Michael Kelly: 'DUP's swagger is gone but if North is to be run in best interests of all, the party must return to Stormont'
Belfast's Lord Mayor John Finucane was left red-faced this week when he had to admit he was spoken to by the police after being caught short in the city during the summer.
Mr Finucane - who witnessed his father Pat's murder by loyalist paramilitaries when he was eight years old - is running for election to Westminster on December 12.
His critics are arguing that the revelation of his public urination, curiously emanating from a police source in the course of an election, means he is unfit for high office.
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In truth, while the behaviour is distasteful it's hardly the end of the world. The fact it is a story at all reflects the reality that it is a welcome distraction in a cripplingly dull election campaign in the North.
While Northern Ireland will be more affected by Brexit than any other region in these islands, the bigger contest between Boris and Jeremy is capturing all the attention in both Dublin and London.
That's a pity. And as a northerner living in Dublin, I do understand the fatigue that many people feel about the region, but the stability and prosperity of the North should be a cause of concern for everyone.
When I was growing up in Tyrone in the 1990s, there was a certain inevitability that the violence was just part of life.
Our lives were marked by the wastefulness of the conflict: every radio bulletin brought fresh news of carnage and destruction.
Then, almost out of the blue, the peace process happened. People like John Hume were always prophetic, but looking back now it's hard to remember just how lonely a voice he was in the midst of intractable intransigence.
It's a measure of the success of the peace process that we now take it for granted.
If anything, talk of Northern Ireland in the Republic is met with a combination of eyerolls and gentle shakes of the head. But come January it will be three years since the region has had a functioning government.
The UK election in the North is proving to be one of the most divisive in decades. The DUP - which found itself in the invidious position of supporting Brexit in the belief it would never happen - is on the backfoot.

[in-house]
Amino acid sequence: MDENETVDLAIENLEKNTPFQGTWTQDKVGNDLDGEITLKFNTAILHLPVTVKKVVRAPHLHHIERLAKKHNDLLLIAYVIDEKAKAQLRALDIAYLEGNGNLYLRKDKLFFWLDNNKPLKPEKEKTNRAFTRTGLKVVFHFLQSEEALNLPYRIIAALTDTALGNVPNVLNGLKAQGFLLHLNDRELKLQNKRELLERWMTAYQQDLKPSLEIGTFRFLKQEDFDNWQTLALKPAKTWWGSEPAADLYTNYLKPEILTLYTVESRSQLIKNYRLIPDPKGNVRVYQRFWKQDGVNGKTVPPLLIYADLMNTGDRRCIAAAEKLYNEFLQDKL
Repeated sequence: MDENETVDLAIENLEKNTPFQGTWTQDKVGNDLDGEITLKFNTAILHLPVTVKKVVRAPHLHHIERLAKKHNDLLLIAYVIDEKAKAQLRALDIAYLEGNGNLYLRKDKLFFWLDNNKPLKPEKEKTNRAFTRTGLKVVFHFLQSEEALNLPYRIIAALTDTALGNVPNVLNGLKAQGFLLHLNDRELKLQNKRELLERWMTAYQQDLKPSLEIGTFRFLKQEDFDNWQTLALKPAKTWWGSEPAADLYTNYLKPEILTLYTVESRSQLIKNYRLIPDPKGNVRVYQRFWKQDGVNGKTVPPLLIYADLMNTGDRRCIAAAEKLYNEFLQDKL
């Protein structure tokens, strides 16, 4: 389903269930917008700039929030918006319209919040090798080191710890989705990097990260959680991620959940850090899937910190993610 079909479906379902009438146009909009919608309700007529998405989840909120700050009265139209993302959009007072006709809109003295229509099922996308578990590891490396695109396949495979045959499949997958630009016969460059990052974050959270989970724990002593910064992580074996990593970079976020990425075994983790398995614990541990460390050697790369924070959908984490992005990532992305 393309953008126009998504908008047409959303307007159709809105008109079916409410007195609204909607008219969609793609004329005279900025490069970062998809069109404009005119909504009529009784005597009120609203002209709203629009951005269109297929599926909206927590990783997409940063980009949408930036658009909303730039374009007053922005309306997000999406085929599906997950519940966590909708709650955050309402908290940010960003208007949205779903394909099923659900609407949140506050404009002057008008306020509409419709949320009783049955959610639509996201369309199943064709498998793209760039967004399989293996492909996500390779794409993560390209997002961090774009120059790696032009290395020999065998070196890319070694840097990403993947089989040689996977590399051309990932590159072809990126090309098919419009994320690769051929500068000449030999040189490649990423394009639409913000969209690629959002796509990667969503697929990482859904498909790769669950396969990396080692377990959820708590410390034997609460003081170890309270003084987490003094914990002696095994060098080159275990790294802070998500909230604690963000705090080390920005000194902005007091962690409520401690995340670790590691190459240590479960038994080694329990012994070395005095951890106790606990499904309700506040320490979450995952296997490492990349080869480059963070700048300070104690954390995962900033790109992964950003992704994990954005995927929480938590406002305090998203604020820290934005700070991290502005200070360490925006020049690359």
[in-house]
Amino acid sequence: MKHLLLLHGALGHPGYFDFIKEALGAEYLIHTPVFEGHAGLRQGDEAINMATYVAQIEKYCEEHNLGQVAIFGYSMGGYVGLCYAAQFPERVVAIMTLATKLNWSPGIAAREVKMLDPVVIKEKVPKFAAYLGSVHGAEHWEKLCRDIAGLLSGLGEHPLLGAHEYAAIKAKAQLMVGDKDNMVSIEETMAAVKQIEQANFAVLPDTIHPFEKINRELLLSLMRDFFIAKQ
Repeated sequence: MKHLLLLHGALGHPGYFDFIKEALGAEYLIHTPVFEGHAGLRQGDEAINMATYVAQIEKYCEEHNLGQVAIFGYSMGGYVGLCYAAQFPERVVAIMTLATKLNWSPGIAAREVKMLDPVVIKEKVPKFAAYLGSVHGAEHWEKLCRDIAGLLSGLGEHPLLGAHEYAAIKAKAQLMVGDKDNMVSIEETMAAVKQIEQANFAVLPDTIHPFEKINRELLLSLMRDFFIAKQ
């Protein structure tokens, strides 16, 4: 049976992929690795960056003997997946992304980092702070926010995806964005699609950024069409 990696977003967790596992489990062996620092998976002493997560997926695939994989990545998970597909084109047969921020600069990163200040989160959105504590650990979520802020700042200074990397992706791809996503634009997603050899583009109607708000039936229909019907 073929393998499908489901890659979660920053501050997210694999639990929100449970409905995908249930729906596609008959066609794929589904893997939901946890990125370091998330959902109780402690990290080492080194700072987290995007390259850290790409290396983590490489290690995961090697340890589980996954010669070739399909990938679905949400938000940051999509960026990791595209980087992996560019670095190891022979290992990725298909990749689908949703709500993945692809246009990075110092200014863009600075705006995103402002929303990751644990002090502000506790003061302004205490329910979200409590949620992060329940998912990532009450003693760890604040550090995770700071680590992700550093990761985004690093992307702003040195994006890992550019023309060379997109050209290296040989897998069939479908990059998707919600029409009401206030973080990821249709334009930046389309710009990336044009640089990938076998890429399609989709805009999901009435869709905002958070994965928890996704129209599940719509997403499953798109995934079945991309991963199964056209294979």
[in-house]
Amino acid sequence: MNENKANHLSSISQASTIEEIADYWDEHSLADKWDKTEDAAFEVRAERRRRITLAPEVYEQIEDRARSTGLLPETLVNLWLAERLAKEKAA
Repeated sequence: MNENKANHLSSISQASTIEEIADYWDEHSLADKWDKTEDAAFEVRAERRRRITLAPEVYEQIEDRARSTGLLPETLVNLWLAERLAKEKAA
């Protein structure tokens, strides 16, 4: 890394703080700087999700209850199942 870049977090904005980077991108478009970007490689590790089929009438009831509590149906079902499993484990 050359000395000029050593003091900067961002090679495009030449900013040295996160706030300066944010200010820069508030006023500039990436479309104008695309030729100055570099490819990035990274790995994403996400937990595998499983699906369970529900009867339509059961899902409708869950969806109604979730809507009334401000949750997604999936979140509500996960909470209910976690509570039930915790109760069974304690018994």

Gone is the swagger that marked the confidence and supply deal to back the Tories in Westminster. The cold reality that it was sold as quickly as it was bought is setting in and the party will inevitably lose seats.
An unlikely anti-Brexit coalition of Sinn Féin, the SDLP, Alliance and the Green Party has seen a wave of moves to stand a single candidate against the DUP.
For its part, Arlene Foster's party is protesting that it delivered for Northern Ireland with its deal with the Tories. But eaten bread is soon forgotten. And while there is huge opposition to Brexit, people know that it will go ahead and they want it to so do with the least amount of disruption possible.
They also know that for all the DUP boasts about the money it delivered to the North, without a functioning Government there can be no progress.
This election - while dominated by Brexit - is still very much an orange and green race.
And that suits the main players the DUP and Sinn Féin, because it deflects attention from their inability to cut a deal to open Stormont.
A poll released yesterday shows that, with two weeks out, the Conservative Party is on course to win a 68-seat majority in the House of Commons. Labour will lose seats and gains for the Liberal Democrats will be negligible.
If the polls are correct, Boris Johnson will bid the DUP an au revoir and London's newfound interest in unionism will vanish as quickly as it emerged.
When the dust settles, the Irish Government will have to act quickly and put pressure on London to bring the parties in the North to the talks table.
A newly humbled DUP, no longer drunk on the mirage of influence in London, should also see that it is in its interest to show that Northern Ireland can work. Brexit has deeply unsettled nationalists - it has made even Fine Gael start to talk seriously about the prospect of a united Ireland.
In the absence of Stormont, the DUP has found itself snookered trying to argue that the best future for the North is within the United Kingdom while people look with incredulity at the absence of a government amidst crises in health and education.
The truth is that the peace process created an environment where most people - nationalist and unionist - contented themselves with the status quo and the relative level of prosperity the absence of chaos created. Many people now see a reunified Ireland as inevitable. Billy Hutchison, a former UVF killer, warned fellow unionists this week that a Border poll is coming.
In embracing Brexit, the DUP has imperilled the union it claims to serve. The only thing that will calm passion for a united Ireland is an immediate return to and a functioning government.
It will not mean that nationalists will suddenly become British, but it will reassure them the region can be run in the best interests of everyone.
It will also show a prosperous and thriving Northern Ireland can be a stepping stone that they can use to convince unionists that joining in the creation of a new Ireland can sow the seeds of a brighter future for everyone.